Half of companies applying Agile methodologies & practices

07 May 2020 Consultancy.eu 5 min. read
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The Agile trend is here to stay. Around half of all organisations have now been applying Agile practices for over three years as a methodology for change and transformation. 

Agile has its roots in the world of software. Following its conception, Agile gained popularity in the domain because, in comparison to the traditional waterfall approach, the approach provides companies with a more flexible, efficient and results-led way of realising their technology developments. Since then, the use of the approach has expanded rapidly to all sectors and most functions within organisations. 

Today, management teams conduct scrum sessions, HR teams work in an agile fashion and project managers use agile practices for the delivery of their milestones and activities. According to a new study by Organize Agile among professionals in 19 countries, nearly half of all organisations have been using the Agile methodology for three years or longer.

How many years is your organisation applying Agile

These companie are mainly using Agile as a methodology for their change programmes – known as agile transformations. These are large organisational changes that embrace agile working in small multidisciplinary teams that focus on delivering results in a fast, experimental and iterative manner. Well-known companies that use Agile include Apple, IBM, Microsoft and Procter & Gamble. 

The benefits of Agile

So what are the benefits of Agile? The top reason cited (83% of respondents) is the ability to improve flexibility amid a rapidly changing environment. Leveraging a quicker way of bringing incremental innovations and new products/services to the market, companies can timely cater to the changing needs of customers, and try to stay ahead of their competition. Sticking to the traditional Waterfall approach in today’s environment often means that organisations are left a step behind of their competition.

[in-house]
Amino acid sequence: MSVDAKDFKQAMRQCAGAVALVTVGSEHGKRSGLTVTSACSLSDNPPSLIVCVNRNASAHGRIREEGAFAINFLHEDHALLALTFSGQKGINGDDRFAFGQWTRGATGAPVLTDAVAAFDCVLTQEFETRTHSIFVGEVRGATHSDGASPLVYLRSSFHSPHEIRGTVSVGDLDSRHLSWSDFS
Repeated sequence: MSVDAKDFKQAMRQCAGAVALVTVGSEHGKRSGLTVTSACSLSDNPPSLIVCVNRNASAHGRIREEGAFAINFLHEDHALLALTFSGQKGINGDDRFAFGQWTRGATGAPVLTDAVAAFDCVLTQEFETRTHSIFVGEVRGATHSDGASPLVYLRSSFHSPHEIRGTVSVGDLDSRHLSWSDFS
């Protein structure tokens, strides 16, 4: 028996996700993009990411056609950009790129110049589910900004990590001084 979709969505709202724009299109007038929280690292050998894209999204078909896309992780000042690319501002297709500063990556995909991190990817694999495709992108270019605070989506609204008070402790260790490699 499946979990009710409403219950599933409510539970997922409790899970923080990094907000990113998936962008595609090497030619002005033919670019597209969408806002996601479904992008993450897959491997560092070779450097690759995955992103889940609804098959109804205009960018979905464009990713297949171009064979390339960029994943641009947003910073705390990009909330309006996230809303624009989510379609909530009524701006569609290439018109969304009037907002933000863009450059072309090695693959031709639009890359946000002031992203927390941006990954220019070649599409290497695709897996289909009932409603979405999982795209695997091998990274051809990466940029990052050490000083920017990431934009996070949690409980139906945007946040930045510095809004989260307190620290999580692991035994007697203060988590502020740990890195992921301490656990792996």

Gidion Peters, a partner at Organize Agile, highlights how Agile is proving its worth in particular in today’s time of crisis. “Agility is now more than ever. The current time of crisis is demonstrating how important it is to be able to adapt quickly.” 

This is true for all facets of an organisation, from strategy and business planning (navigating the storm) to supply chain (stabilising the impact of Covid-19 on deliveries), human resoures (aligning resourcing to current demand) and finance (optimising working capital and cash flow). 

What are the benefits of Agile working

The second reason for adopting Agile builds on the benefits it provides to bottom-line results, a finding in sync with a number of international studies demonstrating that leaders in Agile working rank in the top quartile when it comes to revenue growth and profitability. 

The third top benefit of Agile according to the respondents is that it benefits an organisation’s culture. Empowering employees to take more responsibility through an approach that fosters teamwork and collaboration, Agile increases the job satisfaction of employees. Rolled up to a macro level, this creates a more open and productive culture. 

The most widely-used Agile methodologies

There are nowadays over ten widely used Agile methodologies, and while they all share much of the same overarching philosophy, as well as many of the same characteristics and practices, there are differences in their terminology, practices and operational tactics. 

According to the dataset of Organize Agile, Scrum is by a distance the most popular Agile methodology, with 80% of respondents stating that they use the approach within their Agile transformations. 

Which Agile methodology is being applied

In Scrum, a Product Owner works closely with their team on a Product Backlog, which is a list of things that need be to done to realise the final product such as a working system or a prototype. In short iterations of work, called Sprints, cross-functional teams team up to deliver the activities in the Product Backlog. Once a Sprint has been delivered, the Product Backlog is analysed and reprioritised, if necessary, and the next set of deliverables is selected for the next Sprint. 

Kanban is the second most widely-used Agile methodology. Kanban is a highly visual workflow management method that is popular among Lean teams. Like Scrum, Kanban is a process designed to help teams work together more effectively by providing insight in the delivery and creation of products/services. Also incorporated into Kanban is a strong focus on continual delivery. 

Agile Portfolio Management ranks third. This is a methodology that brings the world of Agile into traditional portfolio and project management. Against the backdrop of disruption in an increasingly digital world, managing a portfolio has become more challenging in the past years. Using Agile, project managers can ensure that they break down their project requirements into smaller chunks, providing more flexibility to adapt to new/changing requests from the business.

Other well-known Agile methodologies include LeSS, SAFe, Lean Software Development, Lean Agile Process and Extreme Programming (XP).